Natural CD8+CD122+ T cells are more potent in suppression of allograft rejection than CD4+CD25+ regulatory T cells

Z. Dai, S. Zhang, Q. Xie, S. Wu, J. Su, S. Li, Y. Xu, X. C. Li

Research output: Contribution to journalArticle

50 Scopus citations

Abstract

Despite extensive studies on CD4+CD25+ regulatory T cells (Tregs), their application in adoptive transfer therapies is still not optimal in immune-competent wild-type (WT) animal models. Therefore, it is compelling to search for more potent Tregs for potential clinical application. Mounting evidence has shown that naturally occurring CD8+CD122+ T cells are also Tregs. However, their suppression in allograft rejection, efficiency in suppression and underlying mechanisms remain unclear. Using a murine allotransplantation model, we reported here that CD8+CD122+ Tregs were actually more potent in suppression of allograft rejection and underwent more rapid homeostatic proliferation than their CD4+CD25+ counterparts. Moreover, they produced more IL-10 and were more potent in suppressing T cell proliferation in vitro. Deficiency in IL-10 in CD4+CD25+ and CD8+CD122+ Tregs resulted in their reduced but equal suppression in vivo and in vitro, suggesting that IL-10 is responsible for more effective suppression by CD8+CD122+ than CD4+CD25+ Tregs. Importantly, transfer of CD8+CD122+ Tregs together with the administration of recombinant IL-15 significantly prolonged allograft survival in WT mice. Thus, for the first time, we demonstrate that naturally arising CD8+CD122+ Tregs not only inhibit allograft rejection but also exert this suppression more potently than their CD4+CD25+ counterparts. This novel finding may have important implications for tolerance induction. In search of more efficient subsets of regulatory T cells, the authors find that naturally arising CD8+CD122+ T cells are more potent suppressors of allograft rejection than conventional CD4+CD25+ regulatory T cells. See editorial by Lerret and Luo on page 7.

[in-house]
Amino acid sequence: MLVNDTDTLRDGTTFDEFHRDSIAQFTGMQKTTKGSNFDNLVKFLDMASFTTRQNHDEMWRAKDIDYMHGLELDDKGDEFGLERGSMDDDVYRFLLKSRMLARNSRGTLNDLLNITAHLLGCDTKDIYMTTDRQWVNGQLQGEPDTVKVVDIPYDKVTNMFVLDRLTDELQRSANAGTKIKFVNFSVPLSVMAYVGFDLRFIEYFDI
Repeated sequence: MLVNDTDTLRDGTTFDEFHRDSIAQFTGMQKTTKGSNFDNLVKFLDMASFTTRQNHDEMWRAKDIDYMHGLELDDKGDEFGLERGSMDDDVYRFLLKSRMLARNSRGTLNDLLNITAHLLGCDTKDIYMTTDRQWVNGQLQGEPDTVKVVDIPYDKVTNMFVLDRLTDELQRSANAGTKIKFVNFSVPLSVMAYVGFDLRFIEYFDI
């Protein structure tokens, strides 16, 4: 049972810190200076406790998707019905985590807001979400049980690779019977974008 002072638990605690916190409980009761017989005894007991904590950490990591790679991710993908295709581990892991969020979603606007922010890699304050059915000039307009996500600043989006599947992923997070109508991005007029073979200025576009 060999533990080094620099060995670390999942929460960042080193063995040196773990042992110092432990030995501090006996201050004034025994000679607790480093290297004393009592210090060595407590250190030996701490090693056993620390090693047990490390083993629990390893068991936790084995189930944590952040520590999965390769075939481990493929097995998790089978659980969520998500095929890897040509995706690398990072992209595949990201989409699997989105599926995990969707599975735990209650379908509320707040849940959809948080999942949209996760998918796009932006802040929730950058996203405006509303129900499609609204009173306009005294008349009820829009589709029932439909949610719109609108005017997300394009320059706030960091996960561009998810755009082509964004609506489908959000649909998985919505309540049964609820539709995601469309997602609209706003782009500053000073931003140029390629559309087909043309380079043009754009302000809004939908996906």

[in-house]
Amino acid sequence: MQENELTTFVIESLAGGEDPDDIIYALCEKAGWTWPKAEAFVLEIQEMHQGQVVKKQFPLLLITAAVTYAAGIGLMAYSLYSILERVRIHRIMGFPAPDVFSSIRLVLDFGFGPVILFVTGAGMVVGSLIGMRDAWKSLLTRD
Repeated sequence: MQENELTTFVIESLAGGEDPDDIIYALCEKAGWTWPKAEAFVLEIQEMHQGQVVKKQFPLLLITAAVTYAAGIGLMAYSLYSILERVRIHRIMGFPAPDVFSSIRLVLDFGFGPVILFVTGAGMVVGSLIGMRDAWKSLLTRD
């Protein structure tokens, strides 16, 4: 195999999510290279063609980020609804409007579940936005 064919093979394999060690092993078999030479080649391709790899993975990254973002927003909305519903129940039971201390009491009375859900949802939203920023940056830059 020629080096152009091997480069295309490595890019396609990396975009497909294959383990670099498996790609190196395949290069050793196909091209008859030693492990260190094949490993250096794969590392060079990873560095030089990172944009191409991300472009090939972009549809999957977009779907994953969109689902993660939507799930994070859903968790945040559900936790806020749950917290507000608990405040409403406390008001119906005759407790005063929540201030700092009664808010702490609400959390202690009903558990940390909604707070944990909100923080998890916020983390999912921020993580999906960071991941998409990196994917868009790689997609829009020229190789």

Original languageEnglish (US)
Pages (from-to)39-48
Number of pages10
JournalAmerican Journal of Transplantation
Volume14
Issue number1
DOIs
StatePublished - Jan 2014

Keywords

  • Allograft rejection
  • T cell
  • Treg

ASJC Scopus subject areas

  • Transplantation
  • Immunology and Allergy
  • Pharmacology (medical)

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